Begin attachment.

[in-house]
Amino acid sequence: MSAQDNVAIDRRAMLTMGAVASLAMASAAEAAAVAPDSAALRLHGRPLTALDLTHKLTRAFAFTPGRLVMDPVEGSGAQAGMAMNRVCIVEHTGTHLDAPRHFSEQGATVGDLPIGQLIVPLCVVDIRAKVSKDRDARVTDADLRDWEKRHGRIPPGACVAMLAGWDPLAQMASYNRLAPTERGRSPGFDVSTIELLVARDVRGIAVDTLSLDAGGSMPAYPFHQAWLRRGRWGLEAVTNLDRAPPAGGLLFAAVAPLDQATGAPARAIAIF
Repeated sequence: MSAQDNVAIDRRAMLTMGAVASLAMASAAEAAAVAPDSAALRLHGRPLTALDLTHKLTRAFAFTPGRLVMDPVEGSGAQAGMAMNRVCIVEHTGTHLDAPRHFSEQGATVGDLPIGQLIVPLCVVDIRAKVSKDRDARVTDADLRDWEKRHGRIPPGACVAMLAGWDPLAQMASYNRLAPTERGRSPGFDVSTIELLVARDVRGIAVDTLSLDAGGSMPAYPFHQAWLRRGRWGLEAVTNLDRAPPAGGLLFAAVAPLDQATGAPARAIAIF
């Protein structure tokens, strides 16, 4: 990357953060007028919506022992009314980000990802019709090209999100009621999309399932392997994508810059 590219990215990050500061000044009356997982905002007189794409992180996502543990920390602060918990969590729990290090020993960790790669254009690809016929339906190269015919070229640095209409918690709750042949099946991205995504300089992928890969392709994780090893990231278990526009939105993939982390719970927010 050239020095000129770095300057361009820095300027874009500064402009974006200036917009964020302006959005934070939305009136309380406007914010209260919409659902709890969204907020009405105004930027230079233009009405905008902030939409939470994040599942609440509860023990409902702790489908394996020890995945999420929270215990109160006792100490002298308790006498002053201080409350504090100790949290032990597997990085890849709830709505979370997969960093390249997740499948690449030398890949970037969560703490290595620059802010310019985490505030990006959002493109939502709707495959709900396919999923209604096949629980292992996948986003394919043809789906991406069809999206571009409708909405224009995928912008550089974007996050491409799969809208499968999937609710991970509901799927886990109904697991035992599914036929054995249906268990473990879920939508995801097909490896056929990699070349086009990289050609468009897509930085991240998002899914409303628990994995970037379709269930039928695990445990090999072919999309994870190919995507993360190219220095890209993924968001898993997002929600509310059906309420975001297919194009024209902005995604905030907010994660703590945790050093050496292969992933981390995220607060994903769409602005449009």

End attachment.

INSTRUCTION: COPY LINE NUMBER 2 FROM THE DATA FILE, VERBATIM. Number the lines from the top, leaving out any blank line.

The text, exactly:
Amino acid sequence: MSAQDNVAIDRRAMLTMGAVASLAMASAAEAAAVAPDSAALRLHGRPLTALDLTHKLTRAFAFTPGRLVMDPVEGSGAQAGMAMNRVCIVEHTGTHLDAPRHFSEQGATVGDLPIGQLIVPLCVVDIRAKVSKDRDARVTDADLRDWEKRHGRIPPGACVAMLAGWDPLAQMASYNRLAPTERGRSPGFDVSTIELLVARDVRGIAVDTLSLDAGGSMPAYPFHQAWLRRGRWGLEAVTNLDRAPPAGGLLFAAVAPLDQATGAPARAIAIF